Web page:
Updated on: June 11, 2020

Reexamining Internal Compliance Plans as Relaxed Regulations Recede amid COVID-19 Mitigation

Original story posted on: June 8, 2020

While we continue to remain amid a pandemic, the U.S. Department of Health and Human Services (HHS) Office of Inspector General (OIG) has not skipped a beat in pressing forward with their plan for addressing potentially fraudulent activity associated with COVID 19 billing. 

As the coronavirus pandemic treks on, the OIG has not waivered off course in constructing a plan for addressing the newly created landscape of COVID-19 billing – and, potentially, fraudulent activity.

Once the president announced that third-party payors would cover COVID-19-related care, it set the stage for confusion, fraud, and ultimately, erroneous data, if the right measures are not put in place to accurately monitor the coding and billing of COVID-19 claims. Then there were the opportunists, taking advantage of the elderly in conducting questionnaires for so-called “COVID-19 testing” in an attempt to collect Medicare beneficiary information to then sell on the black market for identity theft. We can expect a myriad of fraudulent schemes to emerge, exploiting the pandemic, and, unfortunately, creating hurdles for all to overcome.  

In 2008, President Barack Obama formed the Financial Fraud Enforcement Task Force (FFETF), designed to investigate and prosecute financial crimes and violations. The FFETF continues to monitor and pursue a wide range of fraudulent activities. Keeping with the FFETF intention, the current U.S. Attorney General gave the directive to appoint a Coronavirus Fraud Coordinator to address all financial and legal matters related to COVID-19. A hotline and website are in place for reporting fraudulent activity associated with the pandemic.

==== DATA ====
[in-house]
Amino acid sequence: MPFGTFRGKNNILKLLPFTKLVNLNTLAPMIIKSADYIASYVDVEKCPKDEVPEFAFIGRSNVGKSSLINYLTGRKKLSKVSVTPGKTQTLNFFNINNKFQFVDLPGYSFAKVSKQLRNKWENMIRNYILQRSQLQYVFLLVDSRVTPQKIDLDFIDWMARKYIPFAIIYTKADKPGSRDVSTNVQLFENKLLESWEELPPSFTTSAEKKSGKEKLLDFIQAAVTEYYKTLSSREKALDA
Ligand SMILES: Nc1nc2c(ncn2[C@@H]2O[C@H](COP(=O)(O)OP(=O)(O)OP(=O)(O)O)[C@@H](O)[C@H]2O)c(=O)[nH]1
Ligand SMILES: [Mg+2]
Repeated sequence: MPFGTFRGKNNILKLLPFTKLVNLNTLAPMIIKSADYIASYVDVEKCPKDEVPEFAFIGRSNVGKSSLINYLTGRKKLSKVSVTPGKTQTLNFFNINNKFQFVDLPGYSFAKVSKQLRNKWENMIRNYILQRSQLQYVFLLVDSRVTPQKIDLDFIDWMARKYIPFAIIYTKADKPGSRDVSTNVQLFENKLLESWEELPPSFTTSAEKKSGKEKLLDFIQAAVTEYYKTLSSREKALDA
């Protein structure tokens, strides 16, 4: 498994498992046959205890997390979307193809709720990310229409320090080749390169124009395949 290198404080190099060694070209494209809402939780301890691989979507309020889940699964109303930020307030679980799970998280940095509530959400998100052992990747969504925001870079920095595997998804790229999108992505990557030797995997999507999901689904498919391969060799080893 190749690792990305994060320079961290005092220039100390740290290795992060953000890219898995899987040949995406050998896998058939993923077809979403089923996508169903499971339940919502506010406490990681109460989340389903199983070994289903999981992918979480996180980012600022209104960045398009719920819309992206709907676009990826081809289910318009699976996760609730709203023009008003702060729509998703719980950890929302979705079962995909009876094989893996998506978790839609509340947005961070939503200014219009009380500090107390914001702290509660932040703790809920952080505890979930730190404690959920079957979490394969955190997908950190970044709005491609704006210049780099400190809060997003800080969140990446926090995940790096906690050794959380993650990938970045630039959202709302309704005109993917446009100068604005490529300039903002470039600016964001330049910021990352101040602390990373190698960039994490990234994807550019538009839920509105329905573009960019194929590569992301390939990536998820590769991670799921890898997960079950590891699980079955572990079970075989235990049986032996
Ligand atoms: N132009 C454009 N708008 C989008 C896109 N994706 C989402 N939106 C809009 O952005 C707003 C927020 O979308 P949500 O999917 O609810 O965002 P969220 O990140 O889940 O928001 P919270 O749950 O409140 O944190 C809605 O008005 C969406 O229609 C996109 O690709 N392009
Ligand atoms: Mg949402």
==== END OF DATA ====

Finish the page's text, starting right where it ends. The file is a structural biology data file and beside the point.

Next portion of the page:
Unlike other OIG-related causes, this pandemic has created challenges that have not been previously considered when evaluating fraudulent activity. The new environment has increased the risk of fraud and the need for government as well as care providers to act swiftly. A decision such as this, made without the luxury of long-range planning, affords tremendous risk for mistakes, scams, and, unfortunately, in some cases, malicious intent.

Healthcare organizations have taken a financial hit, to put it mildly, with the cancellation of elective surgeries and lack of offshore coding resources; in some cases, such organizations were forced to abruptly bring operations to a halt when stay-at-home orders were mandated. Additionally, third-party entities may not have been adequately vetted due to the time constraints in generating claims. Plus, the coding and billing guidelines for COVID-19 were and continue to be regularly updated. Due to financial constraints, coders may have been furloughed, laid off, or even let go during this time, leaving a void for COVID-19 coding and billing education. Simply put, preventive functions may be overlooked as other areas require attention to adapt to changes. Healthcare organizations are seeing the need to shift gears and evaluate current compliance efforts to ensure that proper measures are being taken for COVID-19.